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It is known that there is no solution in N to

x^5 + y^5 = z^5 (FLT),

but there is a solution to

x^5 + y^5 + u^5 + v^5 = w^5

This was the first counterexample to Euler's conjecture.

What about sum of three fifth powers

x^5 + y^5 + z^5 = t^5

Does a solution exist? Could someone please say something about this case? Thank you.

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Many solutions exist, but all the known ones are trivial, e.g., $(x,y,z,t)=(17,42,-17,42)$. – Gerry Myerson Aug 9 '11 at 12:51
It's also been known for some time that there are number fields $K$, such as ${\bf Q}(i)$, over which there are infinitely many nontrivial solutions. The nice way to see this is to intersect the quintic projective surface $w^5+x^5+y^5+z^5=0$ with the plane $w+x+y+z=0$: the resulting quintic curve contains the three lines $w+x=y+z=0$, $w+y=x+z=0$, $w+z=x+y=0$, and thus a residual conic which contains nontrivial rational points. Alas this conic has no real points, let alone rational ones, so a necessary condition on $K$ for this construction to work over $K$ is that $K$ be totally imaginary. – Noam D. Elkies Aug 9 '11 at 17:18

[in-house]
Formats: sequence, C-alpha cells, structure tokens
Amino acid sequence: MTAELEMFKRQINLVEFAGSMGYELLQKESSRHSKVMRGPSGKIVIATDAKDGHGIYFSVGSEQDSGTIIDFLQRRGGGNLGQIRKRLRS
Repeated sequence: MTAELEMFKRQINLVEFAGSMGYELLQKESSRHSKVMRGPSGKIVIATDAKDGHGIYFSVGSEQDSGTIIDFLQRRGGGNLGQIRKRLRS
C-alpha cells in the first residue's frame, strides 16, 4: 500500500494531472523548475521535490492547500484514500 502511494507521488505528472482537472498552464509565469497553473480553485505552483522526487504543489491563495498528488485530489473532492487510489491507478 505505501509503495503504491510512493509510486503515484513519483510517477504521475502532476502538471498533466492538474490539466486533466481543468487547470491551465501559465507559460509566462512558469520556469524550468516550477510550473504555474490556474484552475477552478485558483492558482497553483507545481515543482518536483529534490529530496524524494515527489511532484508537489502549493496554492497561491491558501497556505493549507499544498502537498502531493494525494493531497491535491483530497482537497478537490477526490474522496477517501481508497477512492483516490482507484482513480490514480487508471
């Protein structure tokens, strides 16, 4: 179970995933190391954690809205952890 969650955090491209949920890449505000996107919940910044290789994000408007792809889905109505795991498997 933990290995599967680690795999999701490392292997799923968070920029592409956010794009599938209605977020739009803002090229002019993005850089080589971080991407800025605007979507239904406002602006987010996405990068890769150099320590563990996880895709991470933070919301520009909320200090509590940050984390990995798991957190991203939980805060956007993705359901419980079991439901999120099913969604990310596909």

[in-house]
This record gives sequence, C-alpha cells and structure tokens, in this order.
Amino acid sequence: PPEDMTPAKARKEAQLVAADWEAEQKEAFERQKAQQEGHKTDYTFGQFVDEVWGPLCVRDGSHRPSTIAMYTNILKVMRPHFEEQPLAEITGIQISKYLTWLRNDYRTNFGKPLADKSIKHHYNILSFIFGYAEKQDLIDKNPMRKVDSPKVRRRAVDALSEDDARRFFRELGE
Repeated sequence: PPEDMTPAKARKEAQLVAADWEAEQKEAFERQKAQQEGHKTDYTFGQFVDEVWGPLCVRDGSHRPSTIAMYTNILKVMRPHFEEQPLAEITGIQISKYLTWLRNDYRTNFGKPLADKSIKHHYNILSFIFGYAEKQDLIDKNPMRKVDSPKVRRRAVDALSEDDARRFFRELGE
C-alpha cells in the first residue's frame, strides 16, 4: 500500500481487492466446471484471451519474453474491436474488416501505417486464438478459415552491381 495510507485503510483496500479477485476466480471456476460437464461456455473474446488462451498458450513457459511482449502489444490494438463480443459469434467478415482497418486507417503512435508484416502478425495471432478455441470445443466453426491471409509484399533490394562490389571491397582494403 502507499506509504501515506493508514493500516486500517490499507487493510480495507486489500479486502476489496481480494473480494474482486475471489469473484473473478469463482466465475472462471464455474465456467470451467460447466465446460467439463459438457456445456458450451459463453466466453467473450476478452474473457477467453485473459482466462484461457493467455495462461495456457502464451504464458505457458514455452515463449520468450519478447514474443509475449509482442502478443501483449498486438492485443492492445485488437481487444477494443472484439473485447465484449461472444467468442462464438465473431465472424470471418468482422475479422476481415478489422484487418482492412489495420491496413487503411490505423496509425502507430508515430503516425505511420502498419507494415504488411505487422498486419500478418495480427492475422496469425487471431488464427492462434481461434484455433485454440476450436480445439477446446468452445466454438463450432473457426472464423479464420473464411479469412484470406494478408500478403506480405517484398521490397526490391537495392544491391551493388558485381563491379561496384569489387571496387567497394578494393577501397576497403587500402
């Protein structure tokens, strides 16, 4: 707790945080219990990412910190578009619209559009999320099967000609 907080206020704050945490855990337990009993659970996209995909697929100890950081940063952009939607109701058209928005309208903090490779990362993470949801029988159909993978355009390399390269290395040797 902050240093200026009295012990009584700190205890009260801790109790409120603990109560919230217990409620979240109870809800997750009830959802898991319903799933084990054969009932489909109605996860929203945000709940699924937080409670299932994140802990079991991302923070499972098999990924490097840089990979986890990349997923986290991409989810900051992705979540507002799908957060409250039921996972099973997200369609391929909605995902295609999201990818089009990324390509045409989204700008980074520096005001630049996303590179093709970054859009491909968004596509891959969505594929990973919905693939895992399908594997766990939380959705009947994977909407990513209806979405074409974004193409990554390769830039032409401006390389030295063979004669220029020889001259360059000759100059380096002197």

Thank you for your answer Noam. Could you imagine there is some astronomical solution like the one you gave for the fourth powers or now it is more reasonable to look for a non-existence proof? – Martin Aug 9 '11 at 17:58
@Martin: you're welcome. I'm afraid the short answer to your next question is that it's exceedingly unlikely that there's a nontrivial rational solution (unlike the fourth-power case, where it was actually likely a priori that there would be infinitely many primitive solutions), but we have no techniques to prove such a result. I might post an answer later detailing why, but have some things to tend to first before dinner... – Noam D. Elkies Aug 9 '11 at 18:15

See the paragraph "Generalizations" at the bottom of this page:

It seems to be part of a Conjecture by L. J. Lander, T. R. Parkin, and John Selfridge.

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